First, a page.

As a mean to understand the growth of structure in the universe, I am interested in characterising the curvature of random fields such as this one:

enter image description here

For this purpose I start with a PDF of the eigenvalues of the second derivative of the field (a measure of the local curvature). For a Gaussian Random Field this PDF reads

Pdf1= 2 Sqrt[2/π] (x1-x2) Exp[1/2 (-x1 (3 x1-x2)-x2 (3 x2-x1))]

and looks like this:

rg = {{x1, -Infinity, Infinity}, {x2, -Infinity, x1}};
rgn = {{x1, -2, 2}, {x2, -2, x1}};
ContourPlot[Pdf1, Sequence @@ rgn // Evaluate,  ImageSize -> Small]

enter image description here

while when the field becomes non Gaussian (like the above), the PDF can be quite different:

enter image description here

My purpose is to use orthogonal polynomials to represent this Non Gaussian PDF.


I have defined a scalar product

Clear[int]; int[a_, b_] := 
 Integrate[ a b  Pdf1, Sequence @@ rg // Evaluate]

and a numerical integration version of it

 Clear[nint]; nint[a_, b_] := 
 NIntegrate[ a b  Pdf1, Sequence @@ rg // Evaluate]

I define my 2D polynomial

p = 2; pol0 = 
 Table[Table[x1^i x2^(p1 - i), {i, 0, p1}] // Flatten // Union,
    {p1, 0, p}] // Flatten // Join

{1, x1, x2, x1^2, x1 x2, x2}

 pol = Orthogonalize[pol0, int[#1, #2] &]

They look like this:

Map[ContourPlot[# Pdf1  , Sequence @@ rgn // Evaluate, 
   PlotPoints -> 15, PlotRange -> All] &, pol]

enter image description here

If I do the same thing numerically

 pol = Orthogonalize[pol0, intn[#1, #2] &,  Method -> "Reorthogonalization"];

I get the same answer.


If I try and find higher order polynomials numerically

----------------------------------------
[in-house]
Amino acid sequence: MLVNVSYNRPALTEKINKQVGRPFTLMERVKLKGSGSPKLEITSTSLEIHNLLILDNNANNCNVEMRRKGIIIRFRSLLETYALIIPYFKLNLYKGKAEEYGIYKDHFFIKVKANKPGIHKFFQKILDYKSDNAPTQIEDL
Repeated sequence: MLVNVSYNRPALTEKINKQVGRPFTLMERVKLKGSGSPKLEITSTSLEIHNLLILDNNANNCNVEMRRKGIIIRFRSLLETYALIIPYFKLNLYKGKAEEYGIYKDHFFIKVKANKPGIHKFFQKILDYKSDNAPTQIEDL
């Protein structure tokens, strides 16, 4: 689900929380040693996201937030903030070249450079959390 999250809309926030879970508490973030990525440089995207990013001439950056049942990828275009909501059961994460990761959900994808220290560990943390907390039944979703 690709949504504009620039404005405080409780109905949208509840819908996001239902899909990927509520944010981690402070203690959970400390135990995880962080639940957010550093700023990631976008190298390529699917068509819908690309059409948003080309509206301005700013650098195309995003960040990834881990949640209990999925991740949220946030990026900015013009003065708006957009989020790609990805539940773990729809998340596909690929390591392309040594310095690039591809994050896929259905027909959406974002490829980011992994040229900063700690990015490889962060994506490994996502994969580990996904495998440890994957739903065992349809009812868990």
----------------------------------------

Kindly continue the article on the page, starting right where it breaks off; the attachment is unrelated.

p = 6; pol0 = 
 Table[Table[x1^i x2^(p1 - i), {i, 0, p1}] // Flatten // Union,
    {p1, 0, p}] // Flatten // Join;
pol = Orthogonalize[pol0, intn[#1, #2] &,  Method -> "Reorthogonalization"];

I get this

(* {1.,1.81473 x1-0.804133,-1.53835 x1+2.37903 x2+1.73585,2.33148 x1^2-2.23663 x1+0.170409 x2-0.0991482,-2.84065 x1^2+4.36636 x1 x2+4.97902 x1-2.46156 x2-1.87669,1.84722 x1^2-5.47403 x1 x2-4.89841 x1+4.11307 x2^2+6.90647 x2+2.25076,0,3.15107 x1^2 x2+1.83935 x1^2-3.44839 x1 x2-3.23326 x1+0.212753 x2^2+0.21619 x2+0.676981,0,0,0,0,0,0,0,0,0,0,0,0,0,0,0,0,0,0,0,0} *)

In other words the loss of accuracy in the orthogonalisation leads to zero higher order polynomials.

I have also tried Gramm Schmitt by hand (from somewhere on SE)

gs[vecs_, ip___] := Module[{ovecs = vecs},
Do[ovecs[[i]] -= Projection[ovecs[[i]], ovecs[[j]], ip], {i, 2, 
Length[vecs]}, {j, 1, i - 1}]; ovecs]; 
pol1 = gs[pol0, Function[
    NIntegrate[ ##  Pdf1, Sequence @@ rg // Evaluate]]];

but it yields the same loss of accuracy.

I have also tried Eigenvectors of the matrix of scalar products

   mat = ParallelTable[int[i, j], {i, pol0}, {j, pol0}];
   eigs = Eigensystem[mat // N]; 

But the orthogonal polynomials are not of increasing order:

    Map[ContourPlot[#  Pdf1, Sequence @@ rgn // Evaluate, 
   PlotPoints -> 15, PlotRange -> All] &, 
 pol = eigs[[2]].pol0/Sqrt[eigs[[1]]] // Chop]

enter image description here

Note that while orthogonal they are not orthogonal 'in the same direction'.


How can I compute the higher order orthogonal polynomials accurately?

Side Question

One option would be to stick to symbolic evaluation of the scalar product, but it seems to take forever for higher order polynomials.

Is it possible to tell Orthogonalize to not Normalise the polynomials which symbolically seems to take longest?

  • $\begingroup$ May I ask why you try stick to a triangle? While orthogonal polynomial bases on triangles are known, it is much easier to deal with orthogonal polynomials on a square or a cube. Moreover, polynomials are not square-integrable over the whole $\mathbb{R}^2$ so Mathematica cannot compute the integrals correctly. I suggest to try (tensorproducts of) Hermite polynomials, multiplied by $\mathrm{e}^{-\frac{x^2}{2}}$; they are orthogonal right from the start. $\endgroup$ Dec 12 '18 at 8:49